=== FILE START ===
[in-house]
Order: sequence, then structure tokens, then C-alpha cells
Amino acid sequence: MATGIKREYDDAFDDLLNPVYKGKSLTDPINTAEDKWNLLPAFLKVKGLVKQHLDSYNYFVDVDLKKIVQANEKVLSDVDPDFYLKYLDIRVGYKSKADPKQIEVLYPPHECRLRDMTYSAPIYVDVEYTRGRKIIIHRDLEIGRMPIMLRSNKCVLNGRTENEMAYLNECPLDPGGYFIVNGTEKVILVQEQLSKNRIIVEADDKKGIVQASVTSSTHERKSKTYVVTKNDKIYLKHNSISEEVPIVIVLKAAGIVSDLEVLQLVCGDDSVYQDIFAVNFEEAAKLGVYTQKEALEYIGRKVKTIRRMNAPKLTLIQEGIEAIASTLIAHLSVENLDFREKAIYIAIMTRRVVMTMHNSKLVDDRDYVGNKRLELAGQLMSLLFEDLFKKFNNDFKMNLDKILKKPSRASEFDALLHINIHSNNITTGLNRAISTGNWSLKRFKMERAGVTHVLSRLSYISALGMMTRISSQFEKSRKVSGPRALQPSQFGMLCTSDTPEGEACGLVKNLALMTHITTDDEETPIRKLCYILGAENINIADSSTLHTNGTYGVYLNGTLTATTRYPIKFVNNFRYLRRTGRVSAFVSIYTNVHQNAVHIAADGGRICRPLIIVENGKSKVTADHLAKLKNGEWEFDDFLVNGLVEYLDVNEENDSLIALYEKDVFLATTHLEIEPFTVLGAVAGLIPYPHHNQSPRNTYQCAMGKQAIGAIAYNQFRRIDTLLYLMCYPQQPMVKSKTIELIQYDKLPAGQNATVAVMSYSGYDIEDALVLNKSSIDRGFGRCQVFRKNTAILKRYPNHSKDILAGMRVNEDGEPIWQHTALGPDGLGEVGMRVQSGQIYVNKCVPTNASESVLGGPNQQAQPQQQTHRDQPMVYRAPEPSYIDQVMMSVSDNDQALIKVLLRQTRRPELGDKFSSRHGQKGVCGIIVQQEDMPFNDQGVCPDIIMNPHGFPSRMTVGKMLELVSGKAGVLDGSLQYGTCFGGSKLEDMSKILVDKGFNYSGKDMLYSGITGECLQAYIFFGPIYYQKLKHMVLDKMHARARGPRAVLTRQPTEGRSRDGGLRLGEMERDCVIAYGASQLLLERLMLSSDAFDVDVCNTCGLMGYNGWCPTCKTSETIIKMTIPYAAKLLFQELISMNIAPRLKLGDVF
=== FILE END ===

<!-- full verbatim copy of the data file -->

[in-house]
Order: sequence, then structure tokens, then C-alpha cells
Amino acid sequence: MATGIKREYDDAFDDLLNPVYKGKSLTDPINTAEDKWNLLPAFLKVKGLVKQHLDSYNYFVDVDLKKIVQANEKVLSDVDPDFYLKYLDIRVGYKSKADPKQIEVLYPPHECRLRDMTYSAPIYVDVEYTRGRKIIIHRDLEIGRMPIMLRSNKCVLNGRTENEMAYLNECPLDPGGYFIVNGTEKVILVQEQLSKNRIIVEADDKKGIVQASVTSSTHERKSKTYVVTKNDKIYLKHNSISEEVPIVIVLKAAGIVSDLEVLQLVCGDDSVYQDIFAVNFEEAAKLGVYTQKEALEYIGRKVKTIRRMNAPKLTLIQEGIEAIASTLIAHLSVENLDFREKAIYIAIMTRRVVMTMHNSKLVDDRDYVGNKRLELAGQLMSLLFEDLFKKFNNDFKMNLDKILKKPSRASEFDALLHINIHSNNITTGLNRAISTGNWSLKRFKMERAGVTHVLSRLSYISALGMMTRISSQFEKSRKVSGPRALQPSQFGMLCTSDTPEGEACGLVKNLALMTHITTDDEETPIRKLCYILGAENINIADSSTLHTNGTYGVYLNGTLTATTRYPIKFVNNFRYLRRTGRVSAFVSIYTNVHQNAVHIAADGGRICRPLIIVENGKSKVTADHLAKLKNGEWEFDDFLVNGLVEYLDVNEENDSLIALYEKDVFLATTHLEIEPFTVLGAVAGLIPYPHHNQSPRNTYQCAMGKQAIGAIAYNQFRRIDTLLYLMCYPQQPMVKSKTIELIQYDKLPAGQNATVAVMSYSGYDIEDALVLNKSSIDRGFGRCQVFRKNTAILKRYPNHSKDILAGMRVNEDGEPIWQHTALGPDGLGEVGMRVQSGQIYVNKCVPTNASESVLGGPNQQAQPQQQTHRDQPMVYRAPEPSYIDQVMMSVSDNDQALIKVLLRQTRRPELGDKFSSRHGQKGVCGIIVQQEDMPFNDQGVCPDIIMNPHGFPSRMTVGKMLELVSGKAGVLDGSLQYGTCFGGSKLEDMSKILVDKGFNYSGKDMLYSGITGECLQAYIFFGPIYYQKLKHMVLDKMHARARGPRAVLTRQPTEGRSRDGGLRLGEMERDCVIAYGASQLLLERLMLSSDAFDVDVCNTCGLMGYNGWCPTCKTSETIIKMTIPYAAKLLFQELISMNIAPRLKLGDVF